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Taylor Swift: Miss Americana Review: A Swifty Infomercial With Some Genuine Moments

Most of it feels staged, to be honest

Jordan Hoffman

"You have to twist yourself into a pretzel on an hourly basis." So says Taylor Swift in the thought-provoking but ultimately unsatisfying documentary Miss Americana, which debuted on opening night of the Sundance Film Festival prior to its wide release Friday, Jan. 31 on Netflix.

Swift is speaking about the central conundrum that is her life. Every step she takes in life is intensely scrutinized by fans and haters. If she stays quiet on a subject, she is accused of being complicit. If she speaks against it, she is accused of being disingenuous. Added to this is the difficulty faced by any female celebrity. She is beautiful and glamorous, but also dares to be talented enough to write her own songs and to sculpt her own career. Miss Americana doesn't ask you to feel sorry for Taylor per se, but it wants you to recognize that all of her wealth, fame, and influence do not come easy.

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With this film, directed by Lana Wilson, Swift opens up about what it means to live her life. It's a non-stop rush of private planes, packed stadiums, long hours in the studio, and meetings with her management team. She is very aware of how she is perceived, and while she may say it doesn't get to her, it absolutely does. In more raw moments she admits that she got into the entertainment business because she is insecure and needs the approbation of strangers. She is smart enough to realize this is perhaps a foolish high to chase, especially as she deals with numerous stalkers, but she can't not do it. For starters, she's really good at it. The smooth way she handles mega-fans in Tokyo during a meet-and-greet is some sort of otherworldly gift. Yet every setback, like her Reputation album getting no major Grammy nominations, motivates her to work even harder, to push for that brass ring. (Taylor really loves awards.)

She is also hesitant to look at photos of herself, as this is something of a mine field of triggers for her eating disorder. In a somewhat surprising and honest confession, she is clearly aware that starving herself is dangerous -- and a product Hollywood's ridiculous beauty standards for women -- but is honest enough to admit she can fall back on old habits at any minute.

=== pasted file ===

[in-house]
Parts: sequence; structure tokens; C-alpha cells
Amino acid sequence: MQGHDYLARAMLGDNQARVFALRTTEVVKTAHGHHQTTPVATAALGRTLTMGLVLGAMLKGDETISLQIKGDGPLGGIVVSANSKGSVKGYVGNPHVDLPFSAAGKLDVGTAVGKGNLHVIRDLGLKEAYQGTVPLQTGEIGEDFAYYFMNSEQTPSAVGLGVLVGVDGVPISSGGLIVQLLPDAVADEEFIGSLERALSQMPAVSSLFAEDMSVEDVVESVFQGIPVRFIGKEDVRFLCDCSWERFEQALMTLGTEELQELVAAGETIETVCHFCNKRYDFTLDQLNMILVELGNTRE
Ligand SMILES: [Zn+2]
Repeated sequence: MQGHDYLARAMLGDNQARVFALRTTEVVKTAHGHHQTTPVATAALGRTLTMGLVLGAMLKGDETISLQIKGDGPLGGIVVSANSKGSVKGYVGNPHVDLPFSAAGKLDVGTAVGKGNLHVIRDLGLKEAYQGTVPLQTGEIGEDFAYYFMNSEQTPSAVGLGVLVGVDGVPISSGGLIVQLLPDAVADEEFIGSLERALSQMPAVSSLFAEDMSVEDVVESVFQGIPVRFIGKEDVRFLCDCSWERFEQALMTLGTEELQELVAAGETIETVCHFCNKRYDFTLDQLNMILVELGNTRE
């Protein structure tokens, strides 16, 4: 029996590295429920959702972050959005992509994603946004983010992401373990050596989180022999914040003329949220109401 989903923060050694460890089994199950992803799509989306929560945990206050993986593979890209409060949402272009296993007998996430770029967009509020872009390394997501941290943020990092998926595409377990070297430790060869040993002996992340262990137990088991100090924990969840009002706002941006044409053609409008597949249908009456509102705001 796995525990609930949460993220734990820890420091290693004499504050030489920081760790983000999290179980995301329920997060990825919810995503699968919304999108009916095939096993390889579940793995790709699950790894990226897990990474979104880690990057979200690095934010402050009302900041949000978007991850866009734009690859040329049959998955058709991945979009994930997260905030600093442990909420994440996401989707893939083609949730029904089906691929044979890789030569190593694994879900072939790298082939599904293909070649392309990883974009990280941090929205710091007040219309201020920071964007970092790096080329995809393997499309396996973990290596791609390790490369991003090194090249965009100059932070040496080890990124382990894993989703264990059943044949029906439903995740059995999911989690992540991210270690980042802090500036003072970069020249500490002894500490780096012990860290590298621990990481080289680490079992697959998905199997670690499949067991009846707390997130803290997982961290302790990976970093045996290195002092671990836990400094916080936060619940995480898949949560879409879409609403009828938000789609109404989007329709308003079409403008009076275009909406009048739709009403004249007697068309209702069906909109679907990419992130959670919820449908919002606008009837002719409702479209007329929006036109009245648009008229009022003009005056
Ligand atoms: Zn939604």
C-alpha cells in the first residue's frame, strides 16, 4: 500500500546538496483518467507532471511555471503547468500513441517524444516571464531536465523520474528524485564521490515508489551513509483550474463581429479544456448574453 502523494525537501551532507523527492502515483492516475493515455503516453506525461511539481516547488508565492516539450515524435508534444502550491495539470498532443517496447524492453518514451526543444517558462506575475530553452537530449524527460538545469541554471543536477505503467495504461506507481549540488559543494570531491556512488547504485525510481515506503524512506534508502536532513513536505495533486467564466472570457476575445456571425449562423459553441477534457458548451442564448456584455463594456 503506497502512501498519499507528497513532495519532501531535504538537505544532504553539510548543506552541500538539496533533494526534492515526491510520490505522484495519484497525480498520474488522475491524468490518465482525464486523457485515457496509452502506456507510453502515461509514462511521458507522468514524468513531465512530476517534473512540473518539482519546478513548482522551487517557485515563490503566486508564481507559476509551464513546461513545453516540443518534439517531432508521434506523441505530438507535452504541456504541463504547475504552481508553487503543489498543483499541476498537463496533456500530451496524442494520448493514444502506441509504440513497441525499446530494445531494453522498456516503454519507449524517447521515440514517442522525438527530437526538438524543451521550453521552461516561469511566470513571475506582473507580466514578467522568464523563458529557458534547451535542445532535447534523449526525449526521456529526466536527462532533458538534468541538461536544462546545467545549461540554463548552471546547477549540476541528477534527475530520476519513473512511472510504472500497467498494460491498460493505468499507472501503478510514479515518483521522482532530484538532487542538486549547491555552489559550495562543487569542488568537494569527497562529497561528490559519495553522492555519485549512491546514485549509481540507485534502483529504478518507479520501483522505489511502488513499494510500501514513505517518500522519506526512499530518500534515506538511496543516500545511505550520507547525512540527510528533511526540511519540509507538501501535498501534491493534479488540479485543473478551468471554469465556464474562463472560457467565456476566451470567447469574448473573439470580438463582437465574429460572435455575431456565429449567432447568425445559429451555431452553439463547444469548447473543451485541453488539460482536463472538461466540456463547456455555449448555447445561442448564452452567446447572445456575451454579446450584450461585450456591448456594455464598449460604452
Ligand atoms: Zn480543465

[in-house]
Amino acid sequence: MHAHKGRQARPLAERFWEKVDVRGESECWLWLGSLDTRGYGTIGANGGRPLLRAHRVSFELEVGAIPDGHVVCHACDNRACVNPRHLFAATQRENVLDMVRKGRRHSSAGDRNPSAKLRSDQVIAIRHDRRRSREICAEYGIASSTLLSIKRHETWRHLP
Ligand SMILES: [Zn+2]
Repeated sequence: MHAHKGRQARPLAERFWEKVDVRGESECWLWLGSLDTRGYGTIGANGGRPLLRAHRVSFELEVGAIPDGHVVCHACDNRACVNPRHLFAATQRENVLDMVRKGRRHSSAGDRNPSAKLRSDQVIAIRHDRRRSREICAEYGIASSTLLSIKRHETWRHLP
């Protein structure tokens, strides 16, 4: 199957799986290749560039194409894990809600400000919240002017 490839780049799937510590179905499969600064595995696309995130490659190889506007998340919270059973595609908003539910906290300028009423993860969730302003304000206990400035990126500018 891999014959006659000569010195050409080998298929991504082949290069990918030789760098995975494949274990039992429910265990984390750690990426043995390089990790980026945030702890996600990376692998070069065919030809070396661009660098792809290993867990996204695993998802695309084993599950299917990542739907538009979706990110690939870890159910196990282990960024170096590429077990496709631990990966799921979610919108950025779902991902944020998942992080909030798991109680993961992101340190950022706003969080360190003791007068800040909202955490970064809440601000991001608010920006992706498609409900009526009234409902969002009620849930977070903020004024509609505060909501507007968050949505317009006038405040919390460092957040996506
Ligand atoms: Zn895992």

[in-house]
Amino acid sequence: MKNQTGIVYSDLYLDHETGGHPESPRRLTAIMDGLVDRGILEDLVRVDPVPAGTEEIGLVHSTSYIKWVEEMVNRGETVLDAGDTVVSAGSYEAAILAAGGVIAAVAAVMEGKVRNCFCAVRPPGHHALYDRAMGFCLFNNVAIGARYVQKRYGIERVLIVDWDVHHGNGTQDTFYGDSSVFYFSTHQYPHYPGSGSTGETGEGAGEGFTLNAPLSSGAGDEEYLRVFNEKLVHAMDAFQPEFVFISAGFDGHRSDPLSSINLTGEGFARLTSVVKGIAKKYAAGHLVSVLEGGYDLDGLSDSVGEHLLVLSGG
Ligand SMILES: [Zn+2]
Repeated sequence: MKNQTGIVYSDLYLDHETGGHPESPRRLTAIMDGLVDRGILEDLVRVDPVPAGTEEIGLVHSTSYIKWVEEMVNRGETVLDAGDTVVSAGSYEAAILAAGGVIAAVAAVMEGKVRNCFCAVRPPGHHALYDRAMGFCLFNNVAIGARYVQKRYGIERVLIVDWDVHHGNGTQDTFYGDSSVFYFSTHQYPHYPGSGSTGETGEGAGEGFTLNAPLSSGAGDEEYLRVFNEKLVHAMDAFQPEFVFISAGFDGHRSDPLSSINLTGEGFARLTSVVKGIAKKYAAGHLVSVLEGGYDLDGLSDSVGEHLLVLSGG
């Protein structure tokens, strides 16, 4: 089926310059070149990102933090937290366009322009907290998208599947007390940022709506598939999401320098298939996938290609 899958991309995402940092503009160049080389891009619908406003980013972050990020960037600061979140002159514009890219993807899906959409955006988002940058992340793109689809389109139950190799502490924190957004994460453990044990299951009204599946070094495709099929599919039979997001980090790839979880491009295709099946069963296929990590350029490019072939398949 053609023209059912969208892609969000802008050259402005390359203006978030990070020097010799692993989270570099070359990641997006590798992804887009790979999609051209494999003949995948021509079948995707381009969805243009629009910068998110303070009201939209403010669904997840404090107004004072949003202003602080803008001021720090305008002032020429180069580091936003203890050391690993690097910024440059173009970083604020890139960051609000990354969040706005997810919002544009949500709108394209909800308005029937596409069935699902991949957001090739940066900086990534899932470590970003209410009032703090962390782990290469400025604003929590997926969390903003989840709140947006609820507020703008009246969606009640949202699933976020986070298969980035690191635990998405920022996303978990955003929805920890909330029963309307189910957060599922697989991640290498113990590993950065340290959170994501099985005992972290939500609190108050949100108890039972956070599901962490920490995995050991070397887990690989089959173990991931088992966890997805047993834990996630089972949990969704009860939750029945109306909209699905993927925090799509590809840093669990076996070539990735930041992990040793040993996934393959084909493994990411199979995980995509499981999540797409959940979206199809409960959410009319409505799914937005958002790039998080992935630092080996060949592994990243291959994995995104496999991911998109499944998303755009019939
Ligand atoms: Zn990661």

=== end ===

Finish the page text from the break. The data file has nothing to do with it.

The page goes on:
​Taylor Swift, Miss Americana

Taylor Swift, Miss Americana


What's unfortunate is that this revelation feels weirdly staged. This is, as Miss Americana itself points out, an accusation that is hurled at Swift all the time, and it drives you crazy. I feel guilty even bringing it up. She does, after all, come across as extremely nice. She has adorable cats and the old video footage of her as a precocious tyke is terrific. And yet so much of this film, whether it is edited archival material, live footage or the fly-on-the-wall stuff, feels heavily stage-managed. This is less of a window into Taylor Swift's life than a rich, thorough advertisement for Taylor Swift's brand, even if, paradoxically, her brand right now is being genuine.

As such, the few instances that do capture life on-the-fly really pop. Best is a scene in which Taylor, somewhat radicalized after her $1 lawsuit against a Denver DJ who grabbed her rear-end, decides she is going to back a Democratic candidate for Senate in her home state of Tennessee. Her father (and other men in her organization) are against it. "We've never talked about politics and religion," they say about a woman who became a huge star at the age of 16. "Would Bob Hope do this?" her father asks in a political Instagram post. "Would Bing Crosby?" Swift's mother, coming to her daughter's side, retorts "Bob Hope?!?!!?" with an "are you nuts?" inflection. It is a wonderfully human moment of interpersonal drama.

Drama is what's ultimately missing from the rest of the movie, unless you count rehashing Kanye West's rude interruption of her acceptance of an MTV Video Music Award. On the one hand, yes, West is, in the words of President Obama, a "jackass." On the other, Swift and director Lana Wilson frame this incident as some sort irrevocable war wound. It's laughable.

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Far more interesting are scenes of Taylor in the studio, dreaming up melodic lines and lyrics to the songs off her Lover album. It's quite thrilling to see her outside of her red carpet clothing, working hard in little makeup, pink sweatpants with hearts on them, sneakers, and her hair in a simple ponytail, all the while crafting a pop product that will earn millions of dollars.

Once Taylor "goes political" the film leans hard into her newfound activism. Suddenly she is surrounded by people of color and members of the LGBT community. They aren't in her home or on her plane, but they are cheering for her as she picks up, you guessed it, more awards.

It may not pass the sniff test, but there's no denying that Swift is a sharp woman who speaks eloquently and chooses the right words. When the final act reaches a crescendo of talking points, everything she says about the double-standards placed on women in our society is incisive and insightful. It's almost like she's running for office. Maybe someday soon her political Instagram posts will be for her own campaign? Wildest dreams, indeed.

TV Guide Rating: 3/5

Taylor Swift: Miss Americana premieres Friday, Jan. 31 on Netflix.